There’s one thing that I’ve never fully understood about monster movies. Why is it that every time a hapless hero or potential victim comes across a mysterious gooey substance, they have to touch it with their bare hands? I realize that not everyone is as OCD as I am, but imagine you just hit a mysterious creature on the road, late at night. You didn’t get a good look at it, and all you see on the front of your car is a semen-like green slime and what appears to be a giant octopus tentacle. Is your first reaction really, “Dude, I gotta get that sh*t on my fingers?” Who does this?
The cast of The Watch does this, that’s who. And while it hardly ruins this new bromantic alien-fighting comedy, it’s all I could think about for half the running time. Every time they encounter an inexplicable excretion they dip their fingers inside of it, and I just can’t get behind that. And when this is the deepest thought you have while watching a movie, it’s fair to say that you don’t have a classic on your hands.
The Watch is a perfectly pleasant, occasionally funny motion picture that never quite comes into its own. Perhaps that’s because it’s actually two movies vying for the same screen time. The first movie is about a group of suburban men who use their local neighborhood watch as an escape from their desperate househusbandry, in which their male bonding brings them together as a group and allows each member to evolve on an individual level as well. The second movie is about a local neighborhood watch that gets in over its head when aliens invade their sleepy town. Both movies would be perfectly fine on their own, but jamming them together in such an awkward fashion makes The Watch feel like less than the sum of its parts.
Ben Stiller plays Evan Trautwig, a CostCo manager who responds to the violent death of one of his employees by starting a local neighborhood watch. The apathetic town yields only three volunteers: Jonah Hill, who sees “The Watch” as an opportunity for vigilante justice after his application to the police department was rejected, Vince Vaughn, a boisterous man-child who just wants an excuse to get out of the house once in a while, and Richard Ayoade, of “Garth Marenghi’s Darkplace,” who hopes that being a local hero will earn him a bit of grateful fellatio down the road. Together they band together and mostly fail to make much of an impact – egged as they are by teenagers and mocked by the local authorities – at least until the aliens arrive.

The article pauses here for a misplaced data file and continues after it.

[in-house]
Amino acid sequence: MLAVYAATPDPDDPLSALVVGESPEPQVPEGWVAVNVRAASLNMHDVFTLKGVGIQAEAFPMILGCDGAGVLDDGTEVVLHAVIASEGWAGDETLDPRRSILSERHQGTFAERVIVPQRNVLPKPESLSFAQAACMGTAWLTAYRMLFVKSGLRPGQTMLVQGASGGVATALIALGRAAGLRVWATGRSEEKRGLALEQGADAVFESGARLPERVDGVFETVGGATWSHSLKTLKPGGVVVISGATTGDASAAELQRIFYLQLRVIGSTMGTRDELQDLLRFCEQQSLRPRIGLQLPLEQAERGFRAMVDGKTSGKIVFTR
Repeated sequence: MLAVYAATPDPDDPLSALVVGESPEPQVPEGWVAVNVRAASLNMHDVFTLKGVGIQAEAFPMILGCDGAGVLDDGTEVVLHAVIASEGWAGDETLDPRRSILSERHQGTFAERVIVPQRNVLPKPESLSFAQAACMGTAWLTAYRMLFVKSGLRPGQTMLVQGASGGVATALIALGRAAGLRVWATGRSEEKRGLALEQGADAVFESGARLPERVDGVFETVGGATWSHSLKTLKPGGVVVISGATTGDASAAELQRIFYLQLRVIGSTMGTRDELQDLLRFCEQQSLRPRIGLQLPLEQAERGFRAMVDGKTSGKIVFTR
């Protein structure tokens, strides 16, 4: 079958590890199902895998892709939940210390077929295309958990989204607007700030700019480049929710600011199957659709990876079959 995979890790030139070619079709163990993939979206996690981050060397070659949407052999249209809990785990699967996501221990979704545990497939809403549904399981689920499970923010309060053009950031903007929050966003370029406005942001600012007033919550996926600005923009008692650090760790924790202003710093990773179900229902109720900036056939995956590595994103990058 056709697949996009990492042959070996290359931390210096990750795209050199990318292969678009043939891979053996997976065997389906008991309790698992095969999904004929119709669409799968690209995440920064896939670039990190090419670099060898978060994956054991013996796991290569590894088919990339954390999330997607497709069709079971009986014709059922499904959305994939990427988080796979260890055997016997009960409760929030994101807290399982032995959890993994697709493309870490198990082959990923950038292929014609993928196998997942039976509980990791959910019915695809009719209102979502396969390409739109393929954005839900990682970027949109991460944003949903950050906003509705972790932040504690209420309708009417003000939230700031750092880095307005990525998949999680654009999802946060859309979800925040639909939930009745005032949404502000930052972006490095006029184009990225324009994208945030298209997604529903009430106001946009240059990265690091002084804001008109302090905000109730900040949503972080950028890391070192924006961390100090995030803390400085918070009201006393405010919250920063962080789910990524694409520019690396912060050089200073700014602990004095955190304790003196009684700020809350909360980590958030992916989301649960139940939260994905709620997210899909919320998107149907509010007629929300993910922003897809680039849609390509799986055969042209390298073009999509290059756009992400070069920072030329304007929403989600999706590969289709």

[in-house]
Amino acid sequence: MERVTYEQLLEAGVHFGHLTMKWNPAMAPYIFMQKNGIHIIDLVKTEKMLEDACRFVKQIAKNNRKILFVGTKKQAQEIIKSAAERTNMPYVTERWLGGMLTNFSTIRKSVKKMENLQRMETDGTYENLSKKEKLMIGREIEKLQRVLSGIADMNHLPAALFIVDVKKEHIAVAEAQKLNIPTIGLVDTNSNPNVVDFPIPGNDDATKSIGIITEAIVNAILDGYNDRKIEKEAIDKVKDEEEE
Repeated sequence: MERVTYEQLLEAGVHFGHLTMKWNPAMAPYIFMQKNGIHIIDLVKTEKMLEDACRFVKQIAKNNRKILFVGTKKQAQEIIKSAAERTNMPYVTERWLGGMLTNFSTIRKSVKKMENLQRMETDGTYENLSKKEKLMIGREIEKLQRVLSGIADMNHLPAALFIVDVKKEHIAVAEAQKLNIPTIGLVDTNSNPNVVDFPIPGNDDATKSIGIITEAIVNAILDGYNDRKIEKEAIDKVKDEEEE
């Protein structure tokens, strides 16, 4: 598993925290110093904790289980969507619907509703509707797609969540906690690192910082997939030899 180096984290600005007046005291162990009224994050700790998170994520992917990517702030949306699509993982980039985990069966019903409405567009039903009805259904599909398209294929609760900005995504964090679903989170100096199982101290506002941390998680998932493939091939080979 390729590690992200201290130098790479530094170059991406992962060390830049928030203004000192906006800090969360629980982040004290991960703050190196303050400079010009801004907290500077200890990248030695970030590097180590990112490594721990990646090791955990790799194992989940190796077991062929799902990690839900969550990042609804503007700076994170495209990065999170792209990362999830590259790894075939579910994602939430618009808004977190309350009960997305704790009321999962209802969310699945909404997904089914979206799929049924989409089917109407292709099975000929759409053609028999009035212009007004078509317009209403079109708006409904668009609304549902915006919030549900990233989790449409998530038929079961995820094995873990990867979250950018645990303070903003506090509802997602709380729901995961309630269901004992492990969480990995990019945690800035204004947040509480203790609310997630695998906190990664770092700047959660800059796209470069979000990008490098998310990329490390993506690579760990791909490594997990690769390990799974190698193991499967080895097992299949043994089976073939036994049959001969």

The fairly likable but rather forgettable buddy comedy motif mawkishly coalesces with a kind of middle-aged Attack the Block at this point, and the alchemy never quite yields gold. The plot gets broad, but the character arcs remain rooted in the same schtick Vince Vaughn and Ben Stiller have been tooling with for years, keeping The Watch from feeling distinctive. The sci-fi gets in the way of the male bonding, the bonding prevents the sci-fi from getting too exciting. The entire film has a lackadaisical pace that makes the buddy comedy feel padded and the action feel like an afterthought.
It never feels like The Watch is its own film. Instead it feels like these actors, some of whom are very funny here (particularly Ayoade, if only because his comedic persona is relatively fresh compared to his co-stars's), just felt like making a movie that particular month and this script happened to be available. And that’s okay. The Watch is watchable, but it never goes beyond that. Nobody involved seems to be giving 110%, but at 60% it’s still a mostly harmless time at the movies… if don’t value your time too much.